Statewide mask mandate now in effect
Businesses failing to enforce the mask requirement can be cited by local law enforcement.
JACKSONVILLE, N.C. (WITN) - Local businesses in North Carolina are trying to adapt quickly to the statewide mask mandate that went effect at 5 p.m. on Friday.
Businesses not complying could be cited by local law enforcement, but several county sheriff’s in eastern North Carolina have said they won’t be enforcing the order.
Individuals won’t be held criminally accountable for not wearing masks, but businesses are required to turn customers away if they are refusing to wear masks, unless they have underlying health conditions that make them uncomfortable with wearing one.
The mandate has given local business owners across the state a tough decision to make: Turn away business, or risk a citation.
“I’m not happy about having to act like the police and follow what was put out,” said Kettle Diner Manager Dawn Mitchell. “But, I do care about the customers that are concerned about the COVID-19.”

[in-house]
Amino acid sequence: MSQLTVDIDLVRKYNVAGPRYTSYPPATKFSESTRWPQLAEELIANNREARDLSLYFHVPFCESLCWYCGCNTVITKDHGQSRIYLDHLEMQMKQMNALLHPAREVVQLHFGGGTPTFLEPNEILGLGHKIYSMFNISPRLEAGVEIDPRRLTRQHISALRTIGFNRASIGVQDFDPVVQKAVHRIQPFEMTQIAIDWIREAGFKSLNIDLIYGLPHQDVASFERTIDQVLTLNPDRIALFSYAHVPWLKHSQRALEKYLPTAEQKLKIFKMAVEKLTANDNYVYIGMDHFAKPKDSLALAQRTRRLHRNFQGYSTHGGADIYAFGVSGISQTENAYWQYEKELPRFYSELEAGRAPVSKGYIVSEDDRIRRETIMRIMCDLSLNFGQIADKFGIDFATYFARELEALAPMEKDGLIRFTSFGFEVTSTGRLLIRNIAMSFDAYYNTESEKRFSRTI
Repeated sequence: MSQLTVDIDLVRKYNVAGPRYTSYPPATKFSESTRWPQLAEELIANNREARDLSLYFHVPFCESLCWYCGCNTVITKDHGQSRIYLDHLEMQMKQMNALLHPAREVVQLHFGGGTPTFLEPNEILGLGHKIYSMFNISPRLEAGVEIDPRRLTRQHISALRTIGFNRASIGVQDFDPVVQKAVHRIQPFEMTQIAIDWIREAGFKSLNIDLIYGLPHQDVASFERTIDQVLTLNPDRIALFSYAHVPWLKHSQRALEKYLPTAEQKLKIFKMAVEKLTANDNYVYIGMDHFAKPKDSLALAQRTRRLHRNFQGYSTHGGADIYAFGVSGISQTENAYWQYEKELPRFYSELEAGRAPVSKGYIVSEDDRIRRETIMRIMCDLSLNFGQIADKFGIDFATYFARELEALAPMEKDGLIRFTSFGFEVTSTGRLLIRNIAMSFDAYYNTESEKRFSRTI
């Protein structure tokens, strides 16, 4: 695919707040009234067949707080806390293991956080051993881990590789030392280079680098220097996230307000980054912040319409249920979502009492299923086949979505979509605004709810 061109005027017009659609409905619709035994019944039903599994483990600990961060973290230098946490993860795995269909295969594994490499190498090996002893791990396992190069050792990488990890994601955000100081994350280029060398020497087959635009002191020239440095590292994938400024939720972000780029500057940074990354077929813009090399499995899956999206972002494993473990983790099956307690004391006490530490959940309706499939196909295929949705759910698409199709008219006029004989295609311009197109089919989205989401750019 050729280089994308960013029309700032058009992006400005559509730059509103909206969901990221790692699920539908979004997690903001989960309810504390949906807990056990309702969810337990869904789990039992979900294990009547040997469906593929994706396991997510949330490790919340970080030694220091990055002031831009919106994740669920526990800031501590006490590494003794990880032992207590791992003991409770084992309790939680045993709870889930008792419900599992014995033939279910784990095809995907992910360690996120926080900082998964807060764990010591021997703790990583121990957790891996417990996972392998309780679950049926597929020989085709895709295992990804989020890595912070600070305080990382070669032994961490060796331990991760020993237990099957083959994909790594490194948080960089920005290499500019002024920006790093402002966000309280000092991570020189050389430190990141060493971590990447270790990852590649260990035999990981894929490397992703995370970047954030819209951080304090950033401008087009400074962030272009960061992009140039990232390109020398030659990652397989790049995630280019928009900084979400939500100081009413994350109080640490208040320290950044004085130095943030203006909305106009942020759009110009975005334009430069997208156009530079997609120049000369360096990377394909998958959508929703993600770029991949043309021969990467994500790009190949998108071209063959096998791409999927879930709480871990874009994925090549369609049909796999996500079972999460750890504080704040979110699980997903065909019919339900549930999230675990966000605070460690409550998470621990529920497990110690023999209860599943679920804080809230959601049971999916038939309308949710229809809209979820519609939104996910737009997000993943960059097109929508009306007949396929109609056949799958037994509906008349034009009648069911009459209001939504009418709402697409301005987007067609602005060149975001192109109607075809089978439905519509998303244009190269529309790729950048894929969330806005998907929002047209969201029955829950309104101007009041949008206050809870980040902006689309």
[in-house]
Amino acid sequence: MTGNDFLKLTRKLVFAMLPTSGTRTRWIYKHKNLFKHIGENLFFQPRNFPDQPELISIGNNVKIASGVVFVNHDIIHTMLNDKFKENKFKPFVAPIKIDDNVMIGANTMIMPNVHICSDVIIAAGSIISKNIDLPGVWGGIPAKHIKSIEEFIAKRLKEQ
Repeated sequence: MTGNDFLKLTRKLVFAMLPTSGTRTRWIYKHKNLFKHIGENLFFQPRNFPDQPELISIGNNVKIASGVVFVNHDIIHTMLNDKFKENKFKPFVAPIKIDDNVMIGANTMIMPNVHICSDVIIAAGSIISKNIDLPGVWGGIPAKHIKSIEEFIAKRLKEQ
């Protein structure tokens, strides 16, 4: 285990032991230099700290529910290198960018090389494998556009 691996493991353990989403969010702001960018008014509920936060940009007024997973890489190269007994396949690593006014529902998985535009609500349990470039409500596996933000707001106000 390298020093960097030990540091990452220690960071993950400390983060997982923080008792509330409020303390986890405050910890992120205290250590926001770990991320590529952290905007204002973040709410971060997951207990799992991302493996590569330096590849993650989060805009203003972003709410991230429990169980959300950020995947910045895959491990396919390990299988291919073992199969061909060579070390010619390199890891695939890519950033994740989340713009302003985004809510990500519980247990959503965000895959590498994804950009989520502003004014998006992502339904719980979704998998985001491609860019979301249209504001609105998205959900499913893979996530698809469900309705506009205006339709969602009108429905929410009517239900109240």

Mitchell said the diner was closed for more than two months during phase one. With money already being tight, the only thing Mitchell said wants to do less than turn business away is to possibly break the law.
“We really do have a hard time with having to turn somebody away because their beliefs are different,” said Mitchell. “But, we have to follow what is said. We have no choice.”
Governor Cooper’s executive order does not allow local law enforcement to issue citations for individuals not wearing a mask. If a customer refuses to leave a business after being denied service, however, they can be charged with trespassing. It’s a burden for businesses, but a relief for customers.
“If they think we have to do it, then we’re going to do it,” said Kettle Diner customer David Gordon. “I’m definitely not going to break the rules or object to it any way. I just don’t personally like it. I just think there are better ways you can go about not getting sick.”
The order is in effect until 5 p.m. on Friday, July 17, but Cooper can extend the order if he feels its necessary.
Read Governor Cooper’s full executive order here.
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